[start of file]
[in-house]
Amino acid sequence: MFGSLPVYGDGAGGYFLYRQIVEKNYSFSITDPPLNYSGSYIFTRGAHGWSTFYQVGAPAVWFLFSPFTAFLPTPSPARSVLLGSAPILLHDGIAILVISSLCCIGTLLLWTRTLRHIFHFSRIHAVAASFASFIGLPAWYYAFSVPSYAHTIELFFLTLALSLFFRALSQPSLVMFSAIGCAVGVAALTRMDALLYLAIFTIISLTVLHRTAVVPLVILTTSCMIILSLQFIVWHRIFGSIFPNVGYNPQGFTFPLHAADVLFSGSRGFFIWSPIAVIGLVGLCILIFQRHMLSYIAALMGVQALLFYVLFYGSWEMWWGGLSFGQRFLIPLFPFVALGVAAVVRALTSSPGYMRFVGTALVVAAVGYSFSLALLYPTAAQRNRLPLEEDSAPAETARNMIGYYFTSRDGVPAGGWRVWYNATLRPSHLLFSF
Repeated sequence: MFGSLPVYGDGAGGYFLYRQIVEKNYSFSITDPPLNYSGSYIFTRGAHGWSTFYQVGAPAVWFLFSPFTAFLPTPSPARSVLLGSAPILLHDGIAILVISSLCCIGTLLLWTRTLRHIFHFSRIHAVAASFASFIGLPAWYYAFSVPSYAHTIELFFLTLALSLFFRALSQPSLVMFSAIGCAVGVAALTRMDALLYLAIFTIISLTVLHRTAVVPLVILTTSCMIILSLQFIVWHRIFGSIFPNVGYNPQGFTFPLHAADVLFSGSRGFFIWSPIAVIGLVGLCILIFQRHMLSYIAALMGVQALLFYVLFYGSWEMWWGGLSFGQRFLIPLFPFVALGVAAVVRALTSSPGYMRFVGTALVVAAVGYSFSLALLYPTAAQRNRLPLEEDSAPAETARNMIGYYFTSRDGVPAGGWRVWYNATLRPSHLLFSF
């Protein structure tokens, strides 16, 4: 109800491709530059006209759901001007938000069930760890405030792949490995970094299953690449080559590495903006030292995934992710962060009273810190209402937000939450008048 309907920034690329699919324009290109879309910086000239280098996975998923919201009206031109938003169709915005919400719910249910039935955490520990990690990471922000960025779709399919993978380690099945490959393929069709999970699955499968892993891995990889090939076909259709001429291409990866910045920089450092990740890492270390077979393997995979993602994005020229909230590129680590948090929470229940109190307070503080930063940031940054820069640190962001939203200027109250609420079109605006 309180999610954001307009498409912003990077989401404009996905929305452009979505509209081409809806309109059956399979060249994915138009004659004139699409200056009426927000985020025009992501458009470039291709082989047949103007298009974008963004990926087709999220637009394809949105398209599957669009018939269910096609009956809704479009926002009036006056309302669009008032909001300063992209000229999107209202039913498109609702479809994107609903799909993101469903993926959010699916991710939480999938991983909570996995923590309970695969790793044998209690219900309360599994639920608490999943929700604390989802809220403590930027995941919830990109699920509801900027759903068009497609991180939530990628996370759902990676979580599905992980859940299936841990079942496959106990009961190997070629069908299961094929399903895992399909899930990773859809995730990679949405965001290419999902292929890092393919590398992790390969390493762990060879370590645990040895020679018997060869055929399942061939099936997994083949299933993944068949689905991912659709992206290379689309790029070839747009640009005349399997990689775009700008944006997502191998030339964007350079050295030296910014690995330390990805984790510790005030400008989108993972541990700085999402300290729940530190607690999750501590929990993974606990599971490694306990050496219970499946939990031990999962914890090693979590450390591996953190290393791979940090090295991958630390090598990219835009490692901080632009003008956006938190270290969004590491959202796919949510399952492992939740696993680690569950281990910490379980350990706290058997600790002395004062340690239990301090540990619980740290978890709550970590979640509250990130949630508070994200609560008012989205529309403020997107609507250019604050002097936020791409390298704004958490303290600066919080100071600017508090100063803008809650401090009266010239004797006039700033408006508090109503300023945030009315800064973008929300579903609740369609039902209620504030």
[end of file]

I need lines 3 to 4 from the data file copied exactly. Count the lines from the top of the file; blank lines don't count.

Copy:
Repeated sequence: MFGSLPVYGDGAGGYFLYRQIVEKNYSFSITDPPLNYSGSYIFTRGAHGWSTFYQVGAPAVWFLFSPFTAFLPTPSPARSVLLGSAPILLHDGIAILVISSLCCIGTLLLWTRTLRHIFHFSRIHAVAASFASFIGLPAWYYAFSVPSYAHTIELFFLTLALSLFFRALSQPSLVMFSAIGCAVGVAALTRMDALLYLAIFTIISLTVLHRTAVVPLVILTTSCMIILSLQFIVWHRIFGSIFPNVGYNPQGFTFPLHAADVLFSGSRGFFIWSPIAVIGLVGLCILIFQRHMLSYIAALMGVQALLFYVLFYGSWEMWWGGLSFGQRFLIPLFPFVALGVAAVVRALTSSPGYMRFVGTALVVAAVGYSFSLALLYPTAAQRNRLPLEEDSAPAETARNMIGYYFTSRDGVPAGGWRVWYNATLRPSHLLFSF
């Protein structure tokens, strides 16, 4: 109800491709530059006209759901001007938000069930760890405030792949490995970094299953690449080559590495903006030292995934992710962060009273810190209402937000939450008048 309907920034690329699919324009290109879309910086000239280098996975998923919201009206031109938003169709915005919400719910249910039935955490520990990690990471922000960025779709399919993978380690099945490959393929069709999970699955499968892993891995990889090939076909259709001429291409990866910045920089450092990740890492270390077979393997995979993602994005020229909230590129680590948090929470229940109190307070503080930063940031940054820069640190962001939203200027109250609420079109605006 309180999610954001307009498409912003990077989401404009996905929305452009979505509209081409809806309109059956399979060249994915138009004659004139699409200056009426927000985020025009992501458009470039291709082989047949103007298009974008963004990926087709999220637009394809949105398209599957669009018939269910096609009956809704479009926002009036006056309302669009008032909001300063992209000229999107209202039913498109609702479809994107609903799909993101469903993926959010699916991710939480999938991983909570996995923590309970695969790793044998209690219900309360599994639920608490999943929700604390989802809220403590930027995941919830990109699920509801900027759903068009497609991180939530990628996370759902990676979580599905992980859940299936841990079942496959106990009961190997070629069908299961094929399903895992399909899930990773859809995730990679949405965001290419999902292929890092393919590398992790390969390493762990060879370590645990040895020679018997060869055929399942061939099936997994083949299933993944068949689905991912659709992206290379689309790029070839747009640009005349399997990689775009700008944006997502191998030339964007350079050295030296910014690995330390990805984790510790005030400008989108993972541990700085999402300290729940530190607690999750501590929990993974606990599971490694306990050496219970499946939990031990999962914890090693979590450390591996953190290393791979940090090295991958630390090598990219835009490692901080632009003008956006938190270290969004590491959202796919949510399952492992939740696993680690569950281990910490379980350990706290058997600790002395004062340690239990301090540990619980740290978890709550970590979640509250990130949630508070994200609560008012989205529309403020997107609507250019604050002097936020791409390298704004958490303290600066919080100071600017508090100063803008809650401090009266010239004797006039700033408006508090109503300023945030009315800064973008929300579903609740369609039902209620504030």